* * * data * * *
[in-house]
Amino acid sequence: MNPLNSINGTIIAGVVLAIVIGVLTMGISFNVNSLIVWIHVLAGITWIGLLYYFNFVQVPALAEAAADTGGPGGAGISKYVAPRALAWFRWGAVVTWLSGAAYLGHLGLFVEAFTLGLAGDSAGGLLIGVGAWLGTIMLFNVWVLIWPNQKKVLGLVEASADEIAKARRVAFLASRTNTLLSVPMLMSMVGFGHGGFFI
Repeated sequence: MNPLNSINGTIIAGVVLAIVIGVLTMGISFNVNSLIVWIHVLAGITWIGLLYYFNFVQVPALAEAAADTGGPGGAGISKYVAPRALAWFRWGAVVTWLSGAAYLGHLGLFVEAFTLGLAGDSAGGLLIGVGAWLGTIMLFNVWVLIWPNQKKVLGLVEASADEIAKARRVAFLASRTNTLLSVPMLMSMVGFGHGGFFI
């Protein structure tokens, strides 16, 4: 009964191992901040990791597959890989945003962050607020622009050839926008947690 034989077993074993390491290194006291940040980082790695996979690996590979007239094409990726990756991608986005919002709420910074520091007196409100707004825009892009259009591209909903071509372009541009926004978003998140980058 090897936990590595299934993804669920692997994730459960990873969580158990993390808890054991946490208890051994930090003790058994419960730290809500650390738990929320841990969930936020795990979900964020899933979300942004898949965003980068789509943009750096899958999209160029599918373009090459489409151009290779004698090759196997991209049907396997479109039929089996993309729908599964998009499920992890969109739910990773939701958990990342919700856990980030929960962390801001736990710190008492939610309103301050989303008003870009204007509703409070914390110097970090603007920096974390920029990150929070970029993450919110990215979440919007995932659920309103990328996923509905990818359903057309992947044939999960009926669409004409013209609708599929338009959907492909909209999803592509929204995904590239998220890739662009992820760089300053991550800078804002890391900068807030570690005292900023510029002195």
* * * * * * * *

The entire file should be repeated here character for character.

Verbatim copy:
[in-house]
Amino acid sequence: MNPLNSINGTIIAGVVLAIVIGVLTMGISFNVNSLIVWIHVLAGITWIGLLYYFNFVQVPALAEAAADTGGPGGAGISKYVAPRALAWFRWGAVVTWLSGAAYLGHLGLFVEAFTLGLAGDSAGGLLIGVGAWLGTIMLFNVWVLIWPNQKKVLGLVEASADEIAKARRVAFLASRTNTLLSVPMLMSMVGFGHGGFFI
Repeated sequence: MNPLNSINGTIIAGVVLAIVIGVLTMGISFNVNSLIVWIHVLAGITWIGLLYYFNFVQVPALAEAAADTGGPGGAGISKYVAPRALAWFRWGAVVTWLSGAAYLGHLGLFVEAFTLGLAGDSAGGLLIGVGAWLGTIMLFNVWVLIWPNQKKVLGLVEASADEIAKARRVAFLASRTNTLLSVPMLMSMVGFGHGGFFI
């Protein structure tokens, strides 16, 4: 009964191992901040990791597959890989945003962050607020622009050839926008947690 034989077993074993390491290194006291940040980082790695996979690996590979007239094409990726990756991608986005919002709420910074520091007196409100707004825009892009259009591209909903071509372009541009926004978003998140980058 090897936990590595299934993804669920692997994730459960990873969580158990993390808890054991946490208890051994930090003790058994419960730290809500650390738990929320841990969930936020795990979900964020899933979300942004898949965003980068789509943009750096899958999209160029599918373009090459489409151009290779004698090759196997991209049907396997479109039929089996993309729908599964998009499920992890969109739910990773939701958990990342919700856990980030929960962390801001736990710190008492939610309103301050989303008003870009204007509703409070914390110097970090603007920096974390920029990150929070970029993450919110990215979440919007995932659920309103990328996923509905990818359903057309992947044939999960009926669409004409013209609708599929338009959907492909909209999803592509929204995904590239998220890739662009992820760089300053991550800078804002890391900068807030570690005292900023510029002195």